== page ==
NASA to Launch Star-Studying Balloon Into the Stratosphere. – Monroe Aerospace News
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NASA to Launch Star-Studying Balloon Into the Stratosphere.

NASA to Launch Star-Studying Balloon Into the Stratosphere.

In an effort to learn more about stars, the National Aeronautics and Space Administration (NASA) is planning to launch a massive balloon into the stratosphere. Known as ASTHROS, it will carry a high-tech telescope that’s capable of peering into the Milky Way galaxy. While NASA has used balloons in previous projects, ASTHROS is unique because of its massive size and the telescope that it’s designed to carry.


An acronym for “Astrophysics Stratospheric Telescope for High Spectral Resolution Observations at Submillimeter-wavelengths,” ASTHROS is a massive helium-inflated balloon that’s designed to carry a telescope into Earth’s stratosphere. Using its high-tech telescope, ASTHROS will look for far-infrared (IR) light — a telltale sign of stars. To achieve that goal, however, NASA must launch it to an altitude of over two dozen miles above sea level, meaning ASTHROS will essentially float in Earth’s stratosphere. Just how big is ASTHROS exactly? According to NASA, it will measure about the same size of a typical sports stadium once complete.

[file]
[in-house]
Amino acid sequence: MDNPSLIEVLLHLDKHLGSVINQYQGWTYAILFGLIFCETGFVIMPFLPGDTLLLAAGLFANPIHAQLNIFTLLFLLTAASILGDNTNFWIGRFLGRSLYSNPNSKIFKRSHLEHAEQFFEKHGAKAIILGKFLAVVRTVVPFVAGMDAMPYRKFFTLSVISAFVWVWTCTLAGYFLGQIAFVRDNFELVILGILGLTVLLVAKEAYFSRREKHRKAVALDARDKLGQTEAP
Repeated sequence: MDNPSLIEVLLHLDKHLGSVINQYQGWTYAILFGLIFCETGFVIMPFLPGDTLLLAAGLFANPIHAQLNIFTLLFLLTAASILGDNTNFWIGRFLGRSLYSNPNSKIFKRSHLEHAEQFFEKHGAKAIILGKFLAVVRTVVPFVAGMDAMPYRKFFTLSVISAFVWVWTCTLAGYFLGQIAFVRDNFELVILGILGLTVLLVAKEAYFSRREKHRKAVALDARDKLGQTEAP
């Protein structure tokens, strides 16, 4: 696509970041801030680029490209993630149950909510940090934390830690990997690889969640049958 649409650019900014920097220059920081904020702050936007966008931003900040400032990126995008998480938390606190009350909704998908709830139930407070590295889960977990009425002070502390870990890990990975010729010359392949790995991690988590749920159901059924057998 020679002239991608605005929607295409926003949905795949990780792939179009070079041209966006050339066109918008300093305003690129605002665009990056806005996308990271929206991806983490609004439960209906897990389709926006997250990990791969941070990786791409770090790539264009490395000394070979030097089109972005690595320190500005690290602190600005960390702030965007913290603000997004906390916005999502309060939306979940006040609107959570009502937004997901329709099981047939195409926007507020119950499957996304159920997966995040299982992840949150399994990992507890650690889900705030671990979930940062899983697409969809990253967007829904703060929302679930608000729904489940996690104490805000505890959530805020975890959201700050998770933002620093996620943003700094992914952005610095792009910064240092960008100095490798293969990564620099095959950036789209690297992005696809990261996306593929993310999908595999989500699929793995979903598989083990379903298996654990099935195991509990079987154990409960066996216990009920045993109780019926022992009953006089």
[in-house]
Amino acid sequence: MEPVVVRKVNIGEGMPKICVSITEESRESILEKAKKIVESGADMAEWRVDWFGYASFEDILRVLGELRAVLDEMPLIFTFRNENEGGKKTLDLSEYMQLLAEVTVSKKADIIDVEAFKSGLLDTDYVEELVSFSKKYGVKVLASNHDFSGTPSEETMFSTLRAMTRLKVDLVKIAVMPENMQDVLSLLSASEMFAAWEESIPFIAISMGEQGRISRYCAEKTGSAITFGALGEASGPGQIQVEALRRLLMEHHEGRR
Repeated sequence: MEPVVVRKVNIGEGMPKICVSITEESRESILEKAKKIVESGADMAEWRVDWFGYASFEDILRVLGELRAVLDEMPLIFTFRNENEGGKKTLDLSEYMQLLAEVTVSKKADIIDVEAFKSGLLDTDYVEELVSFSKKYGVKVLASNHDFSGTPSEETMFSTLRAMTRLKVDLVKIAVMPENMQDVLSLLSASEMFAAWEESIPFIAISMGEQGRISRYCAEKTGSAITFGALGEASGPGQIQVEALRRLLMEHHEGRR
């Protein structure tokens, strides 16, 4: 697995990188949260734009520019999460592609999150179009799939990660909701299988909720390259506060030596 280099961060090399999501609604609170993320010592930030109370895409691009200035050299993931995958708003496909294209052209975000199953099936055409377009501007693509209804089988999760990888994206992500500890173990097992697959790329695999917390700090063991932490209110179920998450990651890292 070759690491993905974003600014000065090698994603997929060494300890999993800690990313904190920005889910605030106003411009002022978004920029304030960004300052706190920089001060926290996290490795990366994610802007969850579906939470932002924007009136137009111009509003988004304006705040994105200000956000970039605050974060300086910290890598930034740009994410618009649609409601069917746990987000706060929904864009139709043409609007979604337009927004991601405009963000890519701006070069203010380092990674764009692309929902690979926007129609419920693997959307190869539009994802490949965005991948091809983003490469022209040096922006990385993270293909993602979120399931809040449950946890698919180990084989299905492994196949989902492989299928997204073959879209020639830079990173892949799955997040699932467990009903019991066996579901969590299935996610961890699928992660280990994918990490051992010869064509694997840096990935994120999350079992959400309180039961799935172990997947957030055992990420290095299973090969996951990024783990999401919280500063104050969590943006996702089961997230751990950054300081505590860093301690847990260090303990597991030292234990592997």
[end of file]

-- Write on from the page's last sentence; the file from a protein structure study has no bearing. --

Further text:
Assuming all goes well, ASTHROS will specifically look at two sections of the Milky Way galaxy: Messier 83 and a star known as TW hydrae. The balloon will carry a high-tech telescope that’s capable of forming three-dimensional maps based on collected data. Among other things, the high-tech telescope will gather data on the regions’ light, gas and motions. As it compiles this data, it will build three-dimensional maps of the targeted regions.

When speaking about ASTHROS, Jose Siles explained it could pave the way for similar balloon-based missions. “With ASTHROS, we’re aiming to do astrophysics observations that have never been attempted before. The mission will pave the way for future space missions by testing new technologies and providing training for the next generation of engineers and scientists,” said project member Jose Siles.

NASA still has plenty of work to complete before it can launch ASTHROS. While the space agency hasn’t announced an official launch date, NASA says it’s currently aiming to launch ASTHROS by the end of 2023.

When it does launch ASTHROS, NASA plans to perform up to three rotations around Earth’s South Pole. The space agency says that Earth’s winds — which occur naturally in the stratosphere — will carry ASTHROS. As the balloon circles the South Pole, it will veer into the Milky Way galaxy while collecting and compiling data on stars.